Feel like you’re in a rut on your road to brain injury or stroke recovery? You’re not alone. It’s normal. Keep going, because things WILL change.
You may have heard about the “one-year myth” – that stroke and brain injury survivors have one year during which they can make improvements, and after that, things are as good as they’re going to get. We know from scientific evidence that this just isn’t true. A study published in Frontiers in Human Neuroscience proved that patients using Constant Therapy improved on cognitive and language tasks post-initial-therapy – and that even patients who were 15 years post-stroke STILL made improvements. So we know – you have way more than one year to make improvements.
Still, even with a great therapy program you are going to hit “roadblocks” or feel stuck in the same place for a while. It’s frustrating. But those are the times you need to reach deep within for that inner strength to keep going!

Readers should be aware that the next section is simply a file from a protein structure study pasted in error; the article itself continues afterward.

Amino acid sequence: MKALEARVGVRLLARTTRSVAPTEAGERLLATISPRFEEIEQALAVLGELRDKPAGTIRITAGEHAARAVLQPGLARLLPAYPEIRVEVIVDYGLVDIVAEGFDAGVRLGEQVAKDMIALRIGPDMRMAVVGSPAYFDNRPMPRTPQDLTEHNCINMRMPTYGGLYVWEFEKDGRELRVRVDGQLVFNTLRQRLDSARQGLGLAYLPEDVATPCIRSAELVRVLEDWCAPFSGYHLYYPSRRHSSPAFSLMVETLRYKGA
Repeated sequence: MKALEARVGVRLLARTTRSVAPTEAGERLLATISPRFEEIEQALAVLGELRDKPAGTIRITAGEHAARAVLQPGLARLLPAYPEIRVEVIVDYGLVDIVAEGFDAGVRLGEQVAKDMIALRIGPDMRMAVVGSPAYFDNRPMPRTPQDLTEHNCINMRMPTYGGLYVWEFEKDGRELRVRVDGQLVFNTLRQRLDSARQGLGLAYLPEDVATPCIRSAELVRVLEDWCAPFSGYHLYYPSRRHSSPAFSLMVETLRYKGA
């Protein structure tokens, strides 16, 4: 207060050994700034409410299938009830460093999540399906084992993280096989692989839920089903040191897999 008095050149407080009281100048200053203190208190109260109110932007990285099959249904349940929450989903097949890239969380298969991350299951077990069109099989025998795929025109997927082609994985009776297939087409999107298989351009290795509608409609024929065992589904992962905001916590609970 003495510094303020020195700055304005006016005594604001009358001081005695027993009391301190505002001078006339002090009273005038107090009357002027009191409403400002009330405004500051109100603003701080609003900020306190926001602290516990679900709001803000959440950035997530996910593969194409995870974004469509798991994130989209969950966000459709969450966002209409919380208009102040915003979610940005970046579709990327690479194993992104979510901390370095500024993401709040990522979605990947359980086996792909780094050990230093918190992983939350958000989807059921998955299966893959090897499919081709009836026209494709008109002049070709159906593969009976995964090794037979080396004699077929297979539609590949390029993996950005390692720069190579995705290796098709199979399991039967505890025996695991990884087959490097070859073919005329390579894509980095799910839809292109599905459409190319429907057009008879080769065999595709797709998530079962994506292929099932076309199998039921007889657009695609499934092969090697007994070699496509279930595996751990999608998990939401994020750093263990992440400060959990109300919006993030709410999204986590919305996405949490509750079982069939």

In the beginning, recovery tends to happen a lot faster, and may not necessarily require as much effort. This is due to something called ‘spontaneous recovery’, where the brain is basically healing from the trauma of the injury, and as a result, physical, cognitive, and language difficulties may improve very quickly. This is especially true in the first days, weeks, and even months after brain injury.
So what happens after that first year? What happens when the brain has done its initial healing? That’s when neuroplasticity comes in. We know that our brain has the capability of reconfiguring its network – our brains can learn to work around damaged areas and begin to compensate.
How do we do this? The answer is targeted, evidence-based therapy, individualized and tailored to your personal goals. Apps like Constant Therapy, and folks like speech pathologists, neurologists, occupational therapists and others can help develop a therapy plan that will guide brain injury survivors in productive exercises to help make progress on their speech, language, and cognitive skills.
During a plateau, it can be easy to lose sight of the progress you’ve already made – but don’t let go of that! Use that progress to motivate yourself to push past your plateau, and move on to your next phase of improvement!
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